Yes, because union members and protesters are JUST LIKE TERRORISTS.

[redacted curse]

[redacted curse!!!!!!]

[redacted redacted cuuurrrrsssssssseeeeeHOOOOOOooooowwwwlllllll!!!!!!!!!!!}

~~~

*I was initially thinking of Emmylou’s “Wrecking Ball”, but those for Miley Cyrus’s version—“I came in like a wrecking ball”—would work well, too. That video, tho’—huh.

**I do try to be at least somewhat mature in my presidential campaign posts, but as I’ve mentioned, Walker brings out the worst in me. Given the various names/descriptions I had considered before settling on this one (for this post, at least), “Company Man” seems downright neutral. I will try to bring my Howling Badger under control, but please understand that this is as much restraint as I could currently summon. Especially after a shitstorm like this.

***Yeah, yeah, big tough guv then has to whinge (yet again!) about his words being taken out of context and the media’s out to get him, sniffle-whimper-pout. You can take on unions and terrorists, but reporters are apparently too much for you.

****No, I don’t have anything quadruple-asterixed, above, but not for nothin’, I’m still in the market for a good 2016 campaign theme. I was thinking “Clusterfuck 2016”, but I do prefer a title that’s not going to get hung up naughty-words filters.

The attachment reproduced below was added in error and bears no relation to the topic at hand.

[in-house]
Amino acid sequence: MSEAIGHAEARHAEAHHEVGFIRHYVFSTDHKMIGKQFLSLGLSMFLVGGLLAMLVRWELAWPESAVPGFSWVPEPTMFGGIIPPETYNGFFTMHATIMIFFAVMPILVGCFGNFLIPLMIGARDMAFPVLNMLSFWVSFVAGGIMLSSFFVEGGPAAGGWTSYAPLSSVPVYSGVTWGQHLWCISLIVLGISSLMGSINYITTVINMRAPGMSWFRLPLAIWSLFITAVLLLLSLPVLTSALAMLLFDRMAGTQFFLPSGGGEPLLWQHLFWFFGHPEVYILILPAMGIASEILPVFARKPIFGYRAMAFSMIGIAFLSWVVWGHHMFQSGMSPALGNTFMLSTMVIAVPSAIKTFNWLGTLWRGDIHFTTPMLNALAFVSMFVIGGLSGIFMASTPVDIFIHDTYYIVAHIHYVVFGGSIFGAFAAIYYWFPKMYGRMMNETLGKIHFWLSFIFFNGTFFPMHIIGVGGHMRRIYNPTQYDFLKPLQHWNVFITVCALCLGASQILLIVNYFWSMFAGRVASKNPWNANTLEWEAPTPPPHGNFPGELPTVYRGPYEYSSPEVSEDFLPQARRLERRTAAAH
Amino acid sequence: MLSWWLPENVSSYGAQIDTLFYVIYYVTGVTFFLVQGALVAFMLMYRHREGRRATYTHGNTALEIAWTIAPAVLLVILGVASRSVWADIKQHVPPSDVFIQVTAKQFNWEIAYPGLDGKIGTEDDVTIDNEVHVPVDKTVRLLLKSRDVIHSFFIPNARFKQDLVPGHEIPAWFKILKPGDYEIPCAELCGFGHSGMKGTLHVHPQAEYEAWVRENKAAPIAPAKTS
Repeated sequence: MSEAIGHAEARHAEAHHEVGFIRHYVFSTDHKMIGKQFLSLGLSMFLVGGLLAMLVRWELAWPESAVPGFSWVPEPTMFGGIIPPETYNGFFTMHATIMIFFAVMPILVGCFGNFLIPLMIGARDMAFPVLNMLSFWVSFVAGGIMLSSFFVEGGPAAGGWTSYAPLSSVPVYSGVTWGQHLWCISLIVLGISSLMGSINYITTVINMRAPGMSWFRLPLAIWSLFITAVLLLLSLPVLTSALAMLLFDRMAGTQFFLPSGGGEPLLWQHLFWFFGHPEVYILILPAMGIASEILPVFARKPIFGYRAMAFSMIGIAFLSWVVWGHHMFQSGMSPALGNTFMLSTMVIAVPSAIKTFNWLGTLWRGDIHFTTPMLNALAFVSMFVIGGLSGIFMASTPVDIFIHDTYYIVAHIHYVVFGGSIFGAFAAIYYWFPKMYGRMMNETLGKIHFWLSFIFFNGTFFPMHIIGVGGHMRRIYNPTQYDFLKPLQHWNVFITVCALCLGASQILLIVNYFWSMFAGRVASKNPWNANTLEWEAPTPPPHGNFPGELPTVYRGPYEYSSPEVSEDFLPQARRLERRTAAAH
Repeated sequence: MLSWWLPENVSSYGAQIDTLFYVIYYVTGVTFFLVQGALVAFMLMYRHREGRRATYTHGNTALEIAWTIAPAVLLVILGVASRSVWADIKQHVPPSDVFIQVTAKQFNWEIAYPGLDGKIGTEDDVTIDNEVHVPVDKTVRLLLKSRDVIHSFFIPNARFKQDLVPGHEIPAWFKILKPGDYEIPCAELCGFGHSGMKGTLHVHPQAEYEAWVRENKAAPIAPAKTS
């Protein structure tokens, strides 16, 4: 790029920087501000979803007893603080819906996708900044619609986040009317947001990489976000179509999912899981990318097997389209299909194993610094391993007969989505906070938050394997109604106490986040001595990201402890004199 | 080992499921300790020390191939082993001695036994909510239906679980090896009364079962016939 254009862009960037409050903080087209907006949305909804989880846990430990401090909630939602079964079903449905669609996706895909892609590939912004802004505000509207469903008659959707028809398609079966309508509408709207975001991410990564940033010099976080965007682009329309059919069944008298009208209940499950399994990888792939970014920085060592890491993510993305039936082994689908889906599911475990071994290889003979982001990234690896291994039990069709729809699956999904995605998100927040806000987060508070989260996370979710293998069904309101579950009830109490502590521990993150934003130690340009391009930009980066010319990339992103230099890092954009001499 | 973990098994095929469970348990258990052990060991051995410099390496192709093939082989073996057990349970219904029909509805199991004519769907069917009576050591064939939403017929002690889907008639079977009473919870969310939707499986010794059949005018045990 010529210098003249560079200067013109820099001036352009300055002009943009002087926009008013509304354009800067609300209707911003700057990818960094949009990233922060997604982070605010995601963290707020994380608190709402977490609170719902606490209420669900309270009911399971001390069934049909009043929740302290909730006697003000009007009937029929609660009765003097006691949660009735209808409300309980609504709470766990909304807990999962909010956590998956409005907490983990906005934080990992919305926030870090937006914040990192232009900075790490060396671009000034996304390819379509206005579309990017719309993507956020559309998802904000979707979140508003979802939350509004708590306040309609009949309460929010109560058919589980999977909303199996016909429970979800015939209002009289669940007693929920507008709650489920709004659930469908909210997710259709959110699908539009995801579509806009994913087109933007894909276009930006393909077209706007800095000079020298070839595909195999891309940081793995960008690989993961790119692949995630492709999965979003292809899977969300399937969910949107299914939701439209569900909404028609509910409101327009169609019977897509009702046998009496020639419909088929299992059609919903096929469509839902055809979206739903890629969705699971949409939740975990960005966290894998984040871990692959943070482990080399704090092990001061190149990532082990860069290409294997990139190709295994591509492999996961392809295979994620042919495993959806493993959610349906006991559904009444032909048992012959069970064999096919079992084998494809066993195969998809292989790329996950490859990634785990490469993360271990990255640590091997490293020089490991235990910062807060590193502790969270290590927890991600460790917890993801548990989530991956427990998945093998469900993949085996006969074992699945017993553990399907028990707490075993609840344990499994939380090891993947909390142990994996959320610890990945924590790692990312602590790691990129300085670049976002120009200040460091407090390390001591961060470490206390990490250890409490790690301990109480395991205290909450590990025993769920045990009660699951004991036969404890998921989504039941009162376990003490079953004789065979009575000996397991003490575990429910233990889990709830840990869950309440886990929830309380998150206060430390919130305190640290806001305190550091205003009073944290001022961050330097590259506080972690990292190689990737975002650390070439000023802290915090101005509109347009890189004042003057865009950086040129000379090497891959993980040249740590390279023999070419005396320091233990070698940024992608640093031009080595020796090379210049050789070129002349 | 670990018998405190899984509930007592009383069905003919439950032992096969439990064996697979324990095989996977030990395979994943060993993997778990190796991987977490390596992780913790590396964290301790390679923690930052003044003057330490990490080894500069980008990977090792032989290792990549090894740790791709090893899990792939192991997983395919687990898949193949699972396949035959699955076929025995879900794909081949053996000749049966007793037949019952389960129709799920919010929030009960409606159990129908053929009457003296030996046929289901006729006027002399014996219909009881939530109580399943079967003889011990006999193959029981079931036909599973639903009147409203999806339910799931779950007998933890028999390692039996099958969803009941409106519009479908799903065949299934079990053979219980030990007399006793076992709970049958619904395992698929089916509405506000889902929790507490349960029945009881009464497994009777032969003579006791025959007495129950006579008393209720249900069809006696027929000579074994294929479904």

Wait a minute honey, I’m gonna add it up

30 06 2014

Jesus fucking christ.

FireShot Screen Capture #001

Unions screwed, women screwed out of protected screwing.





For together we cannot fail

2 09 2013

This is history, not abstraction.

This is life, today, all around the world.





Replace unionized labor with child labor

20 11 2011

Our boy Newt, GOP flavor of the moment:

“You say to somebody, you shouldn’t go to work before you’re what, 14, 16 years of age, fine. You’re totally poor. You’re in a school that is failing with a teacher that is failing. I’ve tried for years to have a very simple model,” he said. “Most of these schools ought to get rid of the unionized janitors, have one master janitor and pay local students to take care of the school. The kids would actually do work, they would have cash, they would have pride in the schools, they’d begin the process of rising.”

You can see why pundits praise his intellect.

(Via Politico)





I don’t want to spend the rest of my days/keeping out of trouble like the soldiers say

19 02 2011

So in the short time I’m a ghost. . . .

Tunisians drive dictator Ben Ali out of office.

Egyptians drive  dictator Mubarak out of office.

Jordan’s king fires cabinet, promises reform.

Yemenis gather to protest their government.

Bahrainis gather to protest their government, and are killed in their sleep.

Libyans gather to protest the leadership of the insane Qaddafi, are mowed down by snipers, and prevented from receiving medical care.

Iran’s pro-Ahmadi legislators get all shouty in their demands for death of opposition figures.

LiveAction doctors video shot at Planned Parenthood, slanders PP as enabling child sex-work.